For the first time in BC, a Court has decided that an insured is
entitled to special costs, rather than the lower tariff costs,
solely because they were successful in a coverage action against
Williams v. Canales, 2016 BCSC 1811 involved a personal
injury claim by Klaudia Williams against her personal trainer
(Naomi Canales), Amazing Personal Training Studio ("APT")
who provides facilities for personal trainers, APT's principle
(Jeff Weltman) and Arbutus Village Holdings (the owner of the
premises). Mr. Weltman, APT and Arbutus Village Holdings (the
"Insureds") brought third party proceedings against their
insurer, Intact Insurance Company ("Intact") seeking a
declaration that Intact was obligated to defend the Insureds
against Ms. Williams action and seeking reimbursement for defence
costs incurred to date. The Insureds also brought third party
proceedings against the broker (the "Broker") because of
the denial of coverage from Intact.
Intact had denied coverage to the Insureds and declined to
defend them based on an exclusion clause in the policy. The
Insureds were successful after a summary trial in their third party
proceedings against Intact. The Insureds subsequently brought an
application for special costs against Intact and the Broker sought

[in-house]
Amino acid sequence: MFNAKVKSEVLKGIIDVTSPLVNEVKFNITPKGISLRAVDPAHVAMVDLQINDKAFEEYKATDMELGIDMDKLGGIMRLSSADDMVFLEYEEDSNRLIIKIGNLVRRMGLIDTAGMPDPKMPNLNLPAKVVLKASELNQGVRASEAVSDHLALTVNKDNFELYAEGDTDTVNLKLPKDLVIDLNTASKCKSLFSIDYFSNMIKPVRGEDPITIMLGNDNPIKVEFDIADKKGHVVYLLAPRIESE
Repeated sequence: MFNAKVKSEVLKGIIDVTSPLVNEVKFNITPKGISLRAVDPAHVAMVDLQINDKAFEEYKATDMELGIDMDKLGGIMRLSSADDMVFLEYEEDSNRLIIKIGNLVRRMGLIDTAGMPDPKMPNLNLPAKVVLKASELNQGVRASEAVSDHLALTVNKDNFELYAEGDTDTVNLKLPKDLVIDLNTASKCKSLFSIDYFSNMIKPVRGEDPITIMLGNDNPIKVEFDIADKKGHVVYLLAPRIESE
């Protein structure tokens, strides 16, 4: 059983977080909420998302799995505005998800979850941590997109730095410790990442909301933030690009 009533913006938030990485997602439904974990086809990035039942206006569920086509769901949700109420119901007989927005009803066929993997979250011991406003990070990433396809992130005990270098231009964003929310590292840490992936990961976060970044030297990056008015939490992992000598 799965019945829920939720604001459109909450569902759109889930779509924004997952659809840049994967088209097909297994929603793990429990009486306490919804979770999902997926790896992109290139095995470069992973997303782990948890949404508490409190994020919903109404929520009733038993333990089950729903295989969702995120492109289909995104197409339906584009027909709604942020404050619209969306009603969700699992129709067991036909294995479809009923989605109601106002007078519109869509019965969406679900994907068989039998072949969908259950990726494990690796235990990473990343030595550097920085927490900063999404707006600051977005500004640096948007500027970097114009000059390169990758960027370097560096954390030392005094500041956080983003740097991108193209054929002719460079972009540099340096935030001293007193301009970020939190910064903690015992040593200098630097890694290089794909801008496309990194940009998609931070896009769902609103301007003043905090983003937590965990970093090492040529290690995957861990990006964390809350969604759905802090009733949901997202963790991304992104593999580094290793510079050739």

a Sanderson Order against Intact.
Special costs (or solicitor-and-client costs) are significantly
higher than tariff costs and more closely approximate actual legal
fees charged by a lawyer. Special costs are awarded when an
opposing party has engaged in outrageous, scandalous or
reprehensible conduct deserving of rebuke from a Court.
In line with appellate decisions from other parts of Canada, a
BC Court held that Intact was required to pay special costs to the
Insureds despite there being no finding of reprehensible conduct on
the part of the Intact.
The Court relied on an Ontario Court of Appeal decision to
explain the rationale to the exceptional use of special costs
 Entitlement to solicitor-and-client costs in the third
party proceeding flows directly from the unique nature of the
insurance contract which entails a duty to defend at no expense to
the insured. The obligation to save harmless the insured from the
costs of defending the action is sufficiently broad to encompass
the third party proceedings. It is the contractual basis for the
claim to solicitor-and-client costs that justifies the award and
therefore constitutes an exception to the usual rule that
solicitor-and-client costs will not be awarded except in unusual
This decision is also of note because of the Court's
decision to award the Broker costs payable by Intact pursuant to a
Sanderson Order without any prior judicial determination of the
Broker's liability. A Sanderson order requires an unsuccessful
defendant to pay a successful defendant's costs directly. The
claim against the Broker was moot once Intact was found liable for
coverage and was discontinued. However, the Court still assessed
the Broker as 'successful' in the Action despite the fact
that they were not a participant in the summary trial and made the
cost award on that basis.
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